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I’ve been getting a lot of questions about DMing lately. For those of you who may not know, DMing (dungeon mastering) or GMing (game mastering) is the art of running a table top game like Dungeons and Dragon or Mage: The Ascension or Fudge. This role can also be known as the ST (Story Teller) or EH (Event Holder) depending on the table top or live action system you’re playing in. Its the GM’s responsibility to have the story, to know the NPCs and their reactions and most importantly to know the rules and be able to arbitrate them should a disagreement arise between the players. GMing is an amazing skill that teaches not only story telling and game design principles, but also teaches organization and planning. It can also help with social skills, depending on your player base.

So, you’ve heard how amazing it can be to run a game, or maybe you think you could do it better than your current GM, or maybe there’s a story in your head just itching to get out. Either way, you want to run a game. Where do you begin? The first thing to worry about, even before your system, is your story. If you left this for later, you might decide that you want to run a social intrigue, no combat, no magic game when you already told the players to make 4th ed D&D characters, and that certainly won’t work. Once you’ve decided upon a genre and a rough story idea, you need to decide how you feel about rules. Are you a rules heavy GM or rules light? Do you like having mountains of D6? How about piles of D10? Is the D20 where your heart lies? Or do you prefer to go diceless? Do the dice not matter to you? How about the magic? Is there magic? How about Cthulhu? What about bunnies? Can the players only be human? Based on all these sorts of things you can finally decide upon a system. Wikipedia has a very nice list of available systems here sorted by genre.

Then comes preparing for the game. How well do you know your players? Do they like combat? How about roleplaying? Are your players likely to have crippled their characters under a mountain of flaws or are you looking at a team of min-maxed supermen? Has every skill point been allocated with the utmost care heading towards a specific prestige class or do you have a bardbarian with profession(midwifery)? If you put an NPC infront of your PCs, do they see it as a person or as a walking pile of XPs? This is an important distinction for you as the GM to be able to make. If you hinge your game on the players developing an emotional connection with an NPC that they see as little better than some XPs and equipment that periodically talks to them, then you have a problem. You have to tune your game to your players. For example, I’m running a campaign for a bunch of heavy roleplayers, one of whom despises combat, and the game is largely intrigue and Scooby Doo-esque mystery solving with very few moments of combat, and only really then if the players deem it necessary. If you want to learn to feel the difference in a group of PCs, try writing a one-shot and running it multiple times for different groups. You’ll be able to see the differences. One group might handle the entire adventure in under 24 in-game hours and another group might take game days to do the same thing. One group might solve their problems with violence and reckless fireballs and the other might use their charisma and social skills without ever lifting a weapon. Believe me, I’ve watched it happen. I ran the same one-shot 3 times over the course of a weekend. The first group roleplayed to their hearts content and used their magic very intelligently, and they treated the students (this was at a magical school) like they were students and took complete responsibility for handling everything. The second group was also mostly roleplaying like amazing. There was one player who wasn’t used to heavy roleplay gaming, but he managed. The characters in this group actually managed the entire one-shot without using very much magic. One of them cast no spells and just used social skills and wit to get through the game. The third session was odd. I’m not really sure how to describe it, but there was one player who found almost the entire plot but had the flaw: compulsive liar. The rest of the players never found the plot because they were too deeply embroiled in PVP.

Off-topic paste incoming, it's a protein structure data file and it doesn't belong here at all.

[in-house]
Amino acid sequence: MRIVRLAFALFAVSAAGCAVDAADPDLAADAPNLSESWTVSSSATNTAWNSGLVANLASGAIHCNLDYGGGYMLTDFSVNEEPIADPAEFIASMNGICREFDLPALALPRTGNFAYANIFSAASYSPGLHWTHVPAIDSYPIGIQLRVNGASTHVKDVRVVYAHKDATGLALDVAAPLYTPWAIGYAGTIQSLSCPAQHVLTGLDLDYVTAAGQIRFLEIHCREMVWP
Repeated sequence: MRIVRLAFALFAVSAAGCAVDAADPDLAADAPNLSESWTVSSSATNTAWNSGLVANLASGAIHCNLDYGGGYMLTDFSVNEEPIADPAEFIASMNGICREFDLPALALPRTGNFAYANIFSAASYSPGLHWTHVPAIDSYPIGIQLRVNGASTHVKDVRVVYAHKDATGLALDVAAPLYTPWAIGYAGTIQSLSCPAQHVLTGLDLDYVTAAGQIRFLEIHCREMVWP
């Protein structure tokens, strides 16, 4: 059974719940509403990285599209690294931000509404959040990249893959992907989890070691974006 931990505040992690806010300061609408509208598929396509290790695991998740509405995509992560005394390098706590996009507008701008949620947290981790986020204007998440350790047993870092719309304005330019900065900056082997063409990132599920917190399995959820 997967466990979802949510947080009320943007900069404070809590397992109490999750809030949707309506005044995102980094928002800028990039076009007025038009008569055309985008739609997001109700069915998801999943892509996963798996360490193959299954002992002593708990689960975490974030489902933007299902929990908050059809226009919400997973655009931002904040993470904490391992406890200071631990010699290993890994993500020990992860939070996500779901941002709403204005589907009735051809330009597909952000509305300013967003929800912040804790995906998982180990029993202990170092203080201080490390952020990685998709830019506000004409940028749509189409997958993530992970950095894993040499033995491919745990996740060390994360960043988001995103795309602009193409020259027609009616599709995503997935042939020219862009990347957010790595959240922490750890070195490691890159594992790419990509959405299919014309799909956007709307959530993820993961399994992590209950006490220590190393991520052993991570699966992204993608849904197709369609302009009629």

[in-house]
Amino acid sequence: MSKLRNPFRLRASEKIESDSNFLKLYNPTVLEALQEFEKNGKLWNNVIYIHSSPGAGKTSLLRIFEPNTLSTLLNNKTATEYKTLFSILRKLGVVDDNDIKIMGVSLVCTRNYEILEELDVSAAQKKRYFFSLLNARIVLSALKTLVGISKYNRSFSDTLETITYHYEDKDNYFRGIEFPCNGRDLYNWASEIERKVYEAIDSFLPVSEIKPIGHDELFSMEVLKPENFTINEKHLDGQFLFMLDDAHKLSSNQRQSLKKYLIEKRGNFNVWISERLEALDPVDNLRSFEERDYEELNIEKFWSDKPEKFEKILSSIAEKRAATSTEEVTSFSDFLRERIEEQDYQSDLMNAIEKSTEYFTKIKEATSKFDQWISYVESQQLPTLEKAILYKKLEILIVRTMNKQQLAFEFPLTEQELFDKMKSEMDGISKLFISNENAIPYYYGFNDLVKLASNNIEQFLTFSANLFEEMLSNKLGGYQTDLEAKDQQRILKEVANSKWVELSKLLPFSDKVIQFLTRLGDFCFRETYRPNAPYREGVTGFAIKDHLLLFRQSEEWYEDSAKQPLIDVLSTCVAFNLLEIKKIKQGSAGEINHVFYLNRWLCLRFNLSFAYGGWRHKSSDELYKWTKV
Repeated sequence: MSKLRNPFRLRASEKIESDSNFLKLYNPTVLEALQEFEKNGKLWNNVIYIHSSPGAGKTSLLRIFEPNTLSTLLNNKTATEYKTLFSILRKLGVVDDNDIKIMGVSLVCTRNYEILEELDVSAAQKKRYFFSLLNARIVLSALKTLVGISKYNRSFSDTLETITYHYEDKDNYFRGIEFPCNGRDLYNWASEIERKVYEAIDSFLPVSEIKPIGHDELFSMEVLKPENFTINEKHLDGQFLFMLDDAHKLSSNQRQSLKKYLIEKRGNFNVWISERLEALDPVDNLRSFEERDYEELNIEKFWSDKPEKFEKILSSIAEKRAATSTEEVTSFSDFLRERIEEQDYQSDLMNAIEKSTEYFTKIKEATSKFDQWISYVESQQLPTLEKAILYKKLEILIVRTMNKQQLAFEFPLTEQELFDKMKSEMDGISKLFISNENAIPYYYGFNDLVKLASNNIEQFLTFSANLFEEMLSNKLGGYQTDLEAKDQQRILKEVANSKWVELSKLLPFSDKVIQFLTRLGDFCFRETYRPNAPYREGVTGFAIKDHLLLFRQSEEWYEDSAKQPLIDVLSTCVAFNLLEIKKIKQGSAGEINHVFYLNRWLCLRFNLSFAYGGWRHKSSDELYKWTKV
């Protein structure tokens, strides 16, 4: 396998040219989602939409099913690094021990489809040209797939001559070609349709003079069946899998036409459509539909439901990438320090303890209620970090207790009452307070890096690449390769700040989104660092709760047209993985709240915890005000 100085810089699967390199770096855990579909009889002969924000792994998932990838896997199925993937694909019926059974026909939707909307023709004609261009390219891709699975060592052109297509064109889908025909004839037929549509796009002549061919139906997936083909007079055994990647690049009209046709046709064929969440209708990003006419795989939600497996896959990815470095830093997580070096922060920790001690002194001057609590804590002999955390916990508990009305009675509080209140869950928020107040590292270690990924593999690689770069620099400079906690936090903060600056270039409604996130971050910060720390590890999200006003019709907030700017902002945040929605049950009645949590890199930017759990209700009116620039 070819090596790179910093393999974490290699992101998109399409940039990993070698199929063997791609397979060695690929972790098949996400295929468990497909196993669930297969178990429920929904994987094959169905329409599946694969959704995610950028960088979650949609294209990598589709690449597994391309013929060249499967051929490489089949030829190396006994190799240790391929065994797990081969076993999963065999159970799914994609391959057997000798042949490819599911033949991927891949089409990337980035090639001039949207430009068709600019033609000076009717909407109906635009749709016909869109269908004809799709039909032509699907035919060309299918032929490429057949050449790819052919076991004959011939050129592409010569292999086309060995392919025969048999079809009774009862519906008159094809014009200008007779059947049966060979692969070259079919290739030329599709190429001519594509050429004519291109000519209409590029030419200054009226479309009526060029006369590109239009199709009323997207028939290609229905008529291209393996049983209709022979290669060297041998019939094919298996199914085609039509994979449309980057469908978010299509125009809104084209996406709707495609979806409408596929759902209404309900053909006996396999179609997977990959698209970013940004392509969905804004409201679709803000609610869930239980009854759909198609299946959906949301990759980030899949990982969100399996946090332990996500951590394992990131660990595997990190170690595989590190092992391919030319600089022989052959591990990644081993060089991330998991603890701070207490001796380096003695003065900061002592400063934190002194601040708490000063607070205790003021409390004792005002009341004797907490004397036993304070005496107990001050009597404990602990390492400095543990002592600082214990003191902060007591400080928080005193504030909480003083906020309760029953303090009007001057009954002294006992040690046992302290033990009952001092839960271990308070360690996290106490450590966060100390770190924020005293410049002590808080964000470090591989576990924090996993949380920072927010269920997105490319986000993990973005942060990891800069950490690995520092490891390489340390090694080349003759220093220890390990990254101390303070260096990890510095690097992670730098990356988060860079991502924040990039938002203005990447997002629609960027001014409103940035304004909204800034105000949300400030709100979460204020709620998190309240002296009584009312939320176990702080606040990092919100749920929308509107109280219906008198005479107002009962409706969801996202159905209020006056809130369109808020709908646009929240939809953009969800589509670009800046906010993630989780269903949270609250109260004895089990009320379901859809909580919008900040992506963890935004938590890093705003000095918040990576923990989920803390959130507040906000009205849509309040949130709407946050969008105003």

Your challenge, should you accept it, is to make the players care. How you do this depends on your players. Do they like shiny objects? Do they want to save orphans? Do they want to beat up the bad guy? Do they want to ascend? Even if you just have players who want to hit level 20 with lots of shiny items, you know what they are willing to work for. There isn’t a player out there that doesn’t want something. And if there is, I don’t want to find out because it destroys my views of reality. You’re the GM, its your job to make the players have fun (whether they want to or not) and in order for them to have fun, they have to care. I don’t just mean that on their character sheet, their character is motivated, I mean the player wants to see their character’s goals actually get achieved.